“Some Call It Evil,” a narcotic ska piece, protests corporate genetically altered agriculture. It features an incredibly catchy trombone riff with the mandolin carrying the offbeat. Tietgen’s voice conveys indignation without sounding whiny. If one didn’t know better, it could be mistaken for a Toots Hibbert cover.
“My Heart’s One Desire” would be the side one closer were this a vinyl release. It combines romanticism with an unspecific spirituality. Dave Westerbeke, who instigated this project, handles the backing vocals as well as lead guitar and bass. The harmonies throughout are California sunny. The melodies on all the material are whistle-friendly catchy.
Like many classic albums, side two is even better than the first. “Love and Redemption,” the record’s centerpiece, has a poignant chorus about “Margdelena lighting her candles for all the unfortunate ones.” The accompaniment features a call and response between arpeggiated acoustic guitar and Gillette’s violin. It’s a beautiful ballad with a big backbeat. It contains romance, religion, political commentary, and eroticism effortlessly.
“Raindrops on the Page” is a tour de force lyrically & instrumentally. Molly Ann is a longtime member of some traveling show replete with roustabouts, grifters, a gambler, and a thief. There’s an apocalypse goin’ on. Accordion and harmonica playing together can be a dangerous combination for pitch, but it works here, along with Tim Cain’s saxophone. It makes for a cacophonous but not discordant soundscape that supports the cinematic tale. Shades of Blonde on Blonde and Band & Street Choir era Morrison mixed with a little Ray Bradbury.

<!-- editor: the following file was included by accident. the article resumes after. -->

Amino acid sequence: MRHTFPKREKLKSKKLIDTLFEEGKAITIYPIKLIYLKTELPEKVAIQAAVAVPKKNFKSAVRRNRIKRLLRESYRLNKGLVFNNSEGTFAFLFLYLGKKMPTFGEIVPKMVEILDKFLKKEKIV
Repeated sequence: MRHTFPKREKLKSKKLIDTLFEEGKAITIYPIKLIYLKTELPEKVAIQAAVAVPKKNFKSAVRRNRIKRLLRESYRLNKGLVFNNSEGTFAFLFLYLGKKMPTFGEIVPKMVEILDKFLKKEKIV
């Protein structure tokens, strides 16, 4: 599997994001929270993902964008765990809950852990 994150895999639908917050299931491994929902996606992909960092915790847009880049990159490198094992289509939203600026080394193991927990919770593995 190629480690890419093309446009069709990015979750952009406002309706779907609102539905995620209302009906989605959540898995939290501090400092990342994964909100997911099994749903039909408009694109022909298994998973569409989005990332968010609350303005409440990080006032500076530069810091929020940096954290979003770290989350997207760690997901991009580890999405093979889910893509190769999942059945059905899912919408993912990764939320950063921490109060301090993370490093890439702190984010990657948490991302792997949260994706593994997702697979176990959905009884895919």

The song sequencing on Wheel of Fortune is remarkable as “Eight Ball Blues” finds Tietgen channeling Leadbelly and Robert Johnson in a nicely minimalist setting featuring Lane’s twelve-string bottleneck and Berkowitz’s brushwork with strategic bass guitar shots. A short story of Hemingway-worthy brevity and this great line “The Devil walked in wearing a pork pie hat…a little goatee and eyes just like a cat.”
“Mamma, Bring That Good Thing Over Here” continues the rootsy denouement with playful innuendo over a piedmont-style rag. Westerbeke plays his one solo of the record like Michael Bloomfield morphing into James Burton – all in 12 bars.
I came to this recording with only the slightest familiarity regarding Lane Tietgen, aside from the songs sung by Finnigan mentioned earlier. Driving home late at night on a rainy highway listening to the CD, the epic “MLK Riot 1968” came on. I immediately flashed to Hendrix’s “Somebody’s House is Burning.” It occurred to me that the legendary Serf’s album and Hendrix’s third album happened at the time of King’s murder. The song recalls “All Along the Watchtower” (Dylan’s original) and “Hurricane” with a very personal narrative. Accompanied by acoustic guitar and banjo, the tale clocks in at nine minutes but doesn’t seem the least bit too long.
In the couple of months since Lane gave me this recording, I’ve done a bit of research and have cajoled my old college room-mate out of a digital copy of the Serfs’ CD. The things that strike me are the vocals: Finnigan and Tietgen’s voices haven’t changed much in 4 decades. Lane, in particular, has become a much better singer. And as a songwriter he has few peers. The songs from the past hold up as classics all, but this material shows an empathy and maturity and makes this listener hope there’s more to come. —Steve Strickland